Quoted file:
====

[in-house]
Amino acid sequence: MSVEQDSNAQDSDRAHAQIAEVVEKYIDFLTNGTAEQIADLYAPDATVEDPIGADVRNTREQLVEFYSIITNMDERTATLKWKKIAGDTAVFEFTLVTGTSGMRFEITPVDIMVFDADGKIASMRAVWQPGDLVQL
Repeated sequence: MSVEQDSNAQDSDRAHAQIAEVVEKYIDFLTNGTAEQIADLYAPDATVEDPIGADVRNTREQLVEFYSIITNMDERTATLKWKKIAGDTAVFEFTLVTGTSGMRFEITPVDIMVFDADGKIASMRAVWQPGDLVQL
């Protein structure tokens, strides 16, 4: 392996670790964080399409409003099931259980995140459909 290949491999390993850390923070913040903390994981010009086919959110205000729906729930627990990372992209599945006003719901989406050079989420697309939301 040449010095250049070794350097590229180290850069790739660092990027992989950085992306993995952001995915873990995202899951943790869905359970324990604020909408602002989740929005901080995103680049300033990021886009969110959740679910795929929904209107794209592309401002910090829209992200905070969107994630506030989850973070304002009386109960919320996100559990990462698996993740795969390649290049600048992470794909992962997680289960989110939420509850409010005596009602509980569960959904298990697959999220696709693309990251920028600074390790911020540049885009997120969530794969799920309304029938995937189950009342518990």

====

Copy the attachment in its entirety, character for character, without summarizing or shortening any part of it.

[in-house]
Amino acid sequence: MSVEQDSNAQDSDRAHAQIAEVVEKYIDFLTNGTAEQIADLYAPDATVEDPIGADVRNTREQLVEFYSIITNMDERTATLKWKKIAGDTAVFEFTLVTGTSGMRFEITPVDIMVFDADGKIASMRAVWQPGDLVQL
Repeated sequence: MSVEQDSNAQDSDRAHAQIAEVVEKYIDFLTNGTAEQIADLYAPDATVEDPIGADVRNTREQLVEFYSIITNMDERTATLKWKKIAGDTAVFEFTLVTGTSGMRFEITPVDIMVFDADGKIASMRAVWQPGDLVQL
């Protein structure tokens, strides 16, 4: 392996670790964080399409409003099931259980995140459909 290949491999390993850390923070913040903390994981010009086919959110205000729906729930627990990372992209599945006003719901989406050079989420697309939301 040449010095250049070794350097590229180290850069790739660092990027992989950085992306993995952001995915873990995202899951943790869905359970324990604020909408602002989740929005901080995103680049300033990021886009969110959740679910795929929904209107794209592309401002910090829209992200905070969107994630506030989850973070304002009386109960919320996100559990990462698996993740795969390649290049600048992470794909992962997680289960989110939420509850409010005596009602509980569960959904298990697959999220696709693309990251920028600074390790911020540049885009997120969530794969799920309304029938995937189950009342518990």